Live broadcasting of Ballarat City Council meetings could begin at the May 15 meeting.
Councillors will vote at the April 3 meeting on whether to proceed with live broadcasting, following two tests at the February 20 and March 13 meetings.
In preparation for live broadcasting:
- A 4K high resolution camera, digital decoder and mixer have been installed, tested and have delivered high quality video and audio output
- A broadcast platform hosted by a third party has been developed
- A communications plan to inform the community has been developed
- An administrative Live Broadcasting and Recording of Council Meetings Procedure has been developed to mitigate the risks identified with live broadcasting, including defamation, infringement of copyright, breach of privacy/disclosure of personal information, publishing of offensive material, offensive behaviour on basis of race, colour or national or ethnic origin, and vilification or inciting hatred. This procedure would be published on the Council’s website where the live broadcasting would be hosted.
During the live broadcast, only Councillors and some Council employees would be visible, not the public gallery.
However, there are no assurances to people in the public gallery that their image would not be broadcast if they choose to ask a question or make a representation to the Council during Public Question Time and Representations.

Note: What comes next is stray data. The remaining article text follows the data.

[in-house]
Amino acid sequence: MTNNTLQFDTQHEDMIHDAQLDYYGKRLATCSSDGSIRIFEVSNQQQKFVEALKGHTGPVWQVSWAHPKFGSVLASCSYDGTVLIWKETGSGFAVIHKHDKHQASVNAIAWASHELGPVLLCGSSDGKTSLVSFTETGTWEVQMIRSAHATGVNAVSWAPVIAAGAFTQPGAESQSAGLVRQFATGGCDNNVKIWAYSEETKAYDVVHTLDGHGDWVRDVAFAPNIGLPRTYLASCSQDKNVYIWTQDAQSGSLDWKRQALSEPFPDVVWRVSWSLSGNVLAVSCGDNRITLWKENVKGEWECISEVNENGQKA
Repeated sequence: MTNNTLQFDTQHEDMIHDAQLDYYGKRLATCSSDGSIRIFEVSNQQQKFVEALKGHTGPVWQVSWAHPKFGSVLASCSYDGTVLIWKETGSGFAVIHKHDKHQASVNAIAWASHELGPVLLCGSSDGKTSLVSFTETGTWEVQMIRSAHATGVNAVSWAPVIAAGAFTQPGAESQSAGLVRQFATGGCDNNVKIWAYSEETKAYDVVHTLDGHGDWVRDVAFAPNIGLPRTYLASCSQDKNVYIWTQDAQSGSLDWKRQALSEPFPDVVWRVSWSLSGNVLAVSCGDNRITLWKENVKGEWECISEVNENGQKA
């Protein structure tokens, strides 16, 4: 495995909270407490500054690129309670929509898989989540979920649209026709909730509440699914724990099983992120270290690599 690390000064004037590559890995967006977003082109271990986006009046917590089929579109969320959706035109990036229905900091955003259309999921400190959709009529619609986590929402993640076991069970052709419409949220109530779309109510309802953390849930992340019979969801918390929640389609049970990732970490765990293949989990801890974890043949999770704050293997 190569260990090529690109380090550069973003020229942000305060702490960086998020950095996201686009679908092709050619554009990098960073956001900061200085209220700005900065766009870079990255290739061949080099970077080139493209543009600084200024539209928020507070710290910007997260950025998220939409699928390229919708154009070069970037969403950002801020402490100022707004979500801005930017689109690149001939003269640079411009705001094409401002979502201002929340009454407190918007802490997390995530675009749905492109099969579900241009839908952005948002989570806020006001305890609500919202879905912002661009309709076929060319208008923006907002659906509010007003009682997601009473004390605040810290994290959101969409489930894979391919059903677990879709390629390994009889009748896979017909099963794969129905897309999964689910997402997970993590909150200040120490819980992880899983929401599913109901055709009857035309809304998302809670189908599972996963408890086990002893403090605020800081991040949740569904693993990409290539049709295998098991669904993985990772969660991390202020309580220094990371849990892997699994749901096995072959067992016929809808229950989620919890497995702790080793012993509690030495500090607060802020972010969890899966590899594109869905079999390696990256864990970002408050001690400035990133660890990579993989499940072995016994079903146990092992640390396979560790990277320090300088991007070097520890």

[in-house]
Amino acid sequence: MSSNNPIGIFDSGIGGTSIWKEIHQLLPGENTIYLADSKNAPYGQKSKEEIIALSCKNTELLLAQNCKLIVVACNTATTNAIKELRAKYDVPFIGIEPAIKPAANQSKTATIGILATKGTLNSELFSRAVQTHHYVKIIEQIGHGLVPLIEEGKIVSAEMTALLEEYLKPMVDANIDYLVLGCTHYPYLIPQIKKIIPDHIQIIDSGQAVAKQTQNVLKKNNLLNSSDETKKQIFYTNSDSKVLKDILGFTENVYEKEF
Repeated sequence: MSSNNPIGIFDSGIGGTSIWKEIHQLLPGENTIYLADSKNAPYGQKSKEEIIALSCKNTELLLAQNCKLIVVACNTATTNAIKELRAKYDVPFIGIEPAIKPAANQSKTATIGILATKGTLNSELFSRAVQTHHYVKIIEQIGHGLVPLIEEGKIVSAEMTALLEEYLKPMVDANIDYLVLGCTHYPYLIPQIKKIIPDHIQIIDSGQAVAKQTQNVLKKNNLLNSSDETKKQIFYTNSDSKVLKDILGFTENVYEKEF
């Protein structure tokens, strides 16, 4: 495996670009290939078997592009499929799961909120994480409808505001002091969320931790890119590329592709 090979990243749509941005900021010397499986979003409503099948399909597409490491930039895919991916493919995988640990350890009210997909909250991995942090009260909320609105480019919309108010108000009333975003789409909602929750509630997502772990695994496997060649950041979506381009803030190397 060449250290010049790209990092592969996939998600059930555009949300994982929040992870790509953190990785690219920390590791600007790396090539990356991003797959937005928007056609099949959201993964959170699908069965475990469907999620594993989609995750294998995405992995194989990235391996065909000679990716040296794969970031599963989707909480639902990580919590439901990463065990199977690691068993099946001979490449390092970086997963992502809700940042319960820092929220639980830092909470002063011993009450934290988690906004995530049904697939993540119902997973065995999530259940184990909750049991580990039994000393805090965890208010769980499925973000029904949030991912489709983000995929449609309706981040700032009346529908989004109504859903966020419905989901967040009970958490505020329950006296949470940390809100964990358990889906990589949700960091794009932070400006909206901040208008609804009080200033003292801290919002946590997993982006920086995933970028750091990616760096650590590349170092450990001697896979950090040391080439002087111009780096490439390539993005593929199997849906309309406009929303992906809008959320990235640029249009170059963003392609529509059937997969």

This would be advertised via signage placed at the Council chamber entrance, along with a statement from the Chair at the opening of each meeting and a similar one in the Council agenda.
All members of the public would also be advised they would be solely responsible for their own comments made during council meetings and which may result in legal proceedings.
The Chair or Chief Executive Officer would also have the ability at any time to terminate the live broadcasting in exceptional circumstances, which could be a risk to public health and safety, a threat of violence or aggression, unlawful conduct, significant disruption of the Council meeting or a reputational risk to Council.
Live broadcasting may also be interrupted by technical difficulties such as poor internet connection, device failure, unavailability of social media platforms or power outages.
These instances would all be advertised on the Council’s website and social media channels, so long as they are not disrupted.
All recordings would be uploaded to Council’s website within five business days and would be available for up to 12 months.
Council would be updated bi-annually with information about people accessing the broadcast or recordings.